MY MOTHER'S BIG APRON 

     A Memory by Mildred Filbrun Heck  

On a day in July, 1995, I went to Shipshewana, Indiana.  That charming little town is in the heart of a large Amish and Mennonite farming area.

In one of the quaint shops there, I saw several large old-fashioned blue and white gingham farm aprons hanging on a wall rack.  My mind instantly flashed back 75 years to my childhood on an Ohio farm where I remembered seeing my Mother wear the same type of long full-cut apron every day. 

This is not a picture of the Author's (and Editor's) mother (she was much shorter and heavier), but the apron is very much like the one described in this story.

When I was very young, those big aprons did not make an impression on me.  Yet on this day I remembered them so very well.  I thought of the dozens of ways I had seen my Mother use that big apron of hers in the early years of the 1900s.  Mother's apron was like a uniform. The only time she took it off was after doing the supper dishes or when she had company.  At those times the apron hung behind the kitchen door waiting to be snatched up for another non-stop work day.

My mother had more aprons than house dresses.  Like all farm women at that time, Mother had her own patterns to use when she made her aprons and house dresses.  All of her aprons that I remember were made of blue and white checked gingham material which could be bought for pennies in any local country store.

The aprons Mom preferred were long with a full, gathered skirt.  These covered her dress well around the back where the apron was tied with two narrow pieces of the same material.  She made all her aprons with a bib that fitted over the head.  Mother added a large deep pocket to the skirt that could be used for a hundred purposes. This big apron assured that her dress was well-covered and remained clean while she did her many demanding farm jobs.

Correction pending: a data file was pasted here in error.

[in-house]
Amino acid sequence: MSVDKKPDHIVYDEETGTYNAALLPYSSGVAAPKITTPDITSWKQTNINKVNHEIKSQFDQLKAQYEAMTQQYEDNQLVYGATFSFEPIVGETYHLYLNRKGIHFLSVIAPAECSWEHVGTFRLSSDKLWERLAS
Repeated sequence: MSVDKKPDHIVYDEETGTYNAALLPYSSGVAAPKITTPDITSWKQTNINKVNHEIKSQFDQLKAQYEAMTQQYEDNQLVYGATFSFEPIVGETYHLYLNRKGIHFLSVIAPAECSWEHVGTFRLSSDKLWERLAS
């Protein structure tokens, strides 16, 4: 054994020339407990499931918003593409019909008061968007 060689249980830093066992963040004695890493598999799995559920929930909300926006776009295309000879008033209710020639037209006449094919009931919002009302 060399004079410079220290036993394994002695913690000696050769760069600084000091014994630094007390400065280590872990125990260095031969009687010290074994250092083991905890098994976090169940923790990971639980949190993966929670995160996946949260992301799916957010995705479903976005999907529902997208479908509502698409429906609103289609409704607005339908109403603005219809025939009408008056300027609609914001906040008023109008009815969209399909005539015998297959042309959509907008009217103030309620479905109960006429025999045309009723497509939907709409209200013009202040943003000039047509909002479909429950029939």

Monday was "wash day".  (It would have been unthinkable not to wash on Mondays!)  House dresses were never starched but the aprons were always dipped in heavy starch, then hung on the wire clothesline to dry in the sun and be fluffed by the wind.  Later, they were sprinkled and ironed with heavy flat irons heated on the cook stove.

Aunt Ida, my Uncle Will Filbrun's wife, was often at our house to help at butchering , threshing and apple butter making time - and always when a new baby was  expected.  She would arrive, ready for anything, with her big blue starched apron over her arm.  When we went to Aunt Ida's house for an evening meal, I  remember that after the dishes were washed she would take off her apron, say goodnight to her canary, then drape her apron over its cage for the night.

Grandmother Caroline Filbrun, my father's mother, made her aprons long and full with a bib that she pinned to the blouse of her dress. Whether light-colored aprons in the summer or darker in winter, she wore them over the severe, long-sleeved dresses with  high necklines that her Old Order Brethren Church required.  Grandmother took her apron off as soon as she left the kitchen and rolled up her long sleeves as we sat on her wicker porch swing on an August evening.  How warm she must have been!